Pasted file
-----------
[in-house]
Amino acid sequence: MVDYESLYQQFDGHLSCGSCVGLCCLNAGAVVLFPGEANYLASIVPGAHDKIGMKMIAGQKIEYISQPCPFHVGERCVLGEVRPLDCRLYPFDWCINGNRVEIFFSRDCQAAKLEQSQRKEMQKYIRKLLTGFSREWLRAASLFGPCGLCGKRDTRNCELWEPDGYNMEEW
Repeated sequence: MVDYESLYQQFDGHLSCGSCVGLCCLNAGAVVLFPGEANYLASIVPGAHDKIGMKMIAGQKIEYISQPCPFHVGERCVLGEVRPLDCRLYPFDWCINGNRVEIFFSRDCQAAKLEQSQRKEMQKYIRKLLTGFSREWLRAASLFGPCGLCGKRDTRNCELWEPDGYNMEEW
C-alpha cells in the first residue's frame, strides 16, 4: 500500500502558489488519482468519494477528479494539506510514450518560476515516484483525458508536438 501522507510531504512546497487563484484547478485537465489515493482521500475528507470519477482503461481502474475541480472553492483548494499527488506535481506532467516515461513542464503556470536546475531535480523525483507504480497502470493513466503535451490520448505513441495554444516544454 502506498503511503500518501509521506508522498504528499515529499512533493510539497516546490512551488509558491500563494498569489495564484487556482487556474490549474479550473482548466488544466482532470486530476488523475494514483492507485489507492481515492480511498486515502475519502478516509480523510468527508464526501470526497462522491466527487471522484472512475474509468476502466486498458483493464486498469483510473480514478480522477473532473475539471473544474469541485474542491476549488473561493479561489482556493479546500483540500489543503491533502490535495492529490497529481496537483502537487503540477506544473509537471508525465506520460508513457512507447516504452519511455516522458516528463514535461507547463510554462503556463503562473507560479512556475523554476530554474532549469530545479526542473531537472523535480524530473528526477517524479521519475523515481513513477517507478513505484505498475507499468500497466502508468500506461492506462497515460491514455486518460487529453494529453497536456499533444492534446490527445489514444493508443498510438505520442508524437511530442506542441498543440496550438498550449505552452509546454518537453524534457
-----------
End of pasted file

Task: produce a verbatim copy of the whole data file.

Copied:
[in-house]
Amino acid sequence: MVDYESLYQQFDGHLSCGSCVGLCCLNAGAVVLFPGEANYLASIVPGAHDKIGMKMIAGQKIEYISQPCPFHVGERCVLGEVRPLDCRLYPFDWCINGNRVEIFFSRDCQAAKLEQSQRKEMQKYIRKLLTGFSREWLRAASLFGPCGLCGKRDTRNCELWEPDGYNMEEW
Repeated sequence: MVDYESLYQQFDGHLSCGSCVGLCCLNAGAVVLFPGEANYLASIVPGAHDKIGMKMIAGQKIEYISQPCPFHVGERCVLGEVRPLDCRLYPFDWCINGNRVEIFFSRDCQAAKLEQSQRKEMQKYIRKLLTGFSREWLRAASLFGPCGLCGKRDTRNCELWEPDGYNMEEW
C-alpha cells in the first residue's frame, strides 16, 4: 500500500502558489488519482468519494477528479494539506510514450518560476515516484483525458508536438 501522507510531504512546497487563484484547478485537465489515493482521500475528507470519477482503461481502474475541480472553492483548494499527488506535481506532467516515461513542464503556470536546475531535480523525483507504480497502470493513466503535451490520448505513441495554444516544454 502506498503511503500518501509521506508522498504528499515529499512533493510539497516546490512551488509558491500563494498569489495564484487556482487556474490549474479550473482548466488544466482532470486530476488523475494514483492507485489507492481515492480511498486515502475519502478516509480523510468527508464526501470526497462522491466527487471522484472512475474509468476502466486498458483493464486498469483510473480514478480522477473532473475539471473544474469541485474542491476549488473561493479561489482556493479546500483540500489543503491533502490535495492529490497529481496537483502537487503540477506544473509537471508525465506520460508513457512507447516504452519511455516522458516528463514535461507547463510554462503556463503562473507560479512556475523554476530554474532549469530545479526542473531537472523535480524530473528526477517524479521519475523515481513513477517507478513505484505498475507499468500497466502508468500506461492506462497515460491514455486518460487529453494529453497536456499533444492534446490527445489514444493508443498510438505520442508524437511530442506542441498543440496550438498550449505552452509546454518537453524534457